Letters Continuous deep sedation

Good care at the end of life, not hastening death

BMJ 2008; 336 doi: https://doi.org/10.1136/bmj.39577.425544.3A (Published 15 May 2008) Cite this as: BMJ 2008;336:1085
  1. Lulu Kreeger, consultant palliative medicine
  1. 1Kingston Hospital NHS Trust and Princess Alice Hospice, Esher KT10 8NA
  1. luluk{at}globalnet.co.uk

Treloar misunderstands the fundamental premise of the Liverpool care pathway (LCP).1 A patient is put on the pathway only once it is recognised they are dying imminently, within hours to a few days.2 The evidence does not support that artificial hydration or nutrition has a role to ease symptoms and suffering and may, in fact, add to it.3

Deep sedation is not recommended as part of the Liverpool care pathway and is not usual practice in UK palliative care teaching. Sedation can be a feature of symptom management but is not the prime aim. Morphine will be used to treat pain or breathlessness, glycopyrronium to treat bubbly secretions, haloperidol to treat nausea or agitation and delirium, midazolam to treat distress, etc. Most patients do not need large doses of these medications to achieve the necessary symptom control. In a study from St Christopher’s Hospice, dose increases in sedative medication at the end of life were not associated with a shortened survival.4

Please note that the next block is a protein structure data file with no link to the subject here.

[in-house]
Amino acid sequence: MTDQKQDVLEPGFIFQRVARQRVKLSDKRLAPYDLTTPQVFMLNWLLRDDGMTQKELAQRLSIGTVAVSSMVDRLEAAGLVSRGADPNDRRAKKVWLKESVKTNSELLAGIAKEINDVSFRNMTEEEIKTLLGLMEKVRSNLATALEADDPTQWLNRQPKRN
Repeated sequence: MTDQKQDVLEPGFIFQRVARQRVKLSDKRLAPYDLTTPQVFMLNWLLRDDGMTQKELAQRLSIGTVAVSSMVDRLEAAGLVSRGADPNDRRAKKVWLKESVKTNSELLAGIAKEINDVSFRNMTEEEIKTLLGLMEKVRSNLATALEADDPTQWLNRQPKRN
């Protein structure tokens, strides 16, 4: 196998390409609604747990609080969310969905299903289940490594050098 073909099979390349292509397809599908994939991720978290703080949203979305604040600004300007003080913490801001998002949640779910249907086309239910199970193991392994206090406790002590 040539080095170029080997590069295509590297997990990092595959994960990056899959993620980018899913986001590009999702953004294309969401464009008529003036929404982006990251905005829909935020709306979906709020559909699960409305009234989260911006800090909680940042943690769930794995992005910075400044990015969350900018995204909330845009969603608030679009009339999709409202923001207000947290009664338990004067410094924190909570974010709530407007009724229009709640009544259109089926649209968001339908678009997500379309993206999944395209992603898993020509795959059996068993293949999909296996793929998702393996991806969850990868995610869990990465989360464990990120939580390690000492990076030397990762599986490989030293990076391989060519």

The key assessment is the identification of dying. The focus of care is then clarified, and the pathway provides a structured format to achieve this. It is unhelpful to raise concerns about hastening death by deep sedation or denying hydration and only fuels misunderstanding and fear. The introduction of the pathway must be supported by a comprehensive teaching programme, and the structure of the tool supports regular evaluation and audit.

The pathway is not a fait accompli to dying and occasionally patients get better and come off the pathway. In the acute general hospital I work in, where we have supported over 300 patients on the LCP, this has occurred on 14 occasions.

This is an essential time to be effective clinicians. Poor experiences of dying will resonate in relatives’ memories. The Liverpool care pathway supports clinicians to get it right.


  • Competing interests: None declared.


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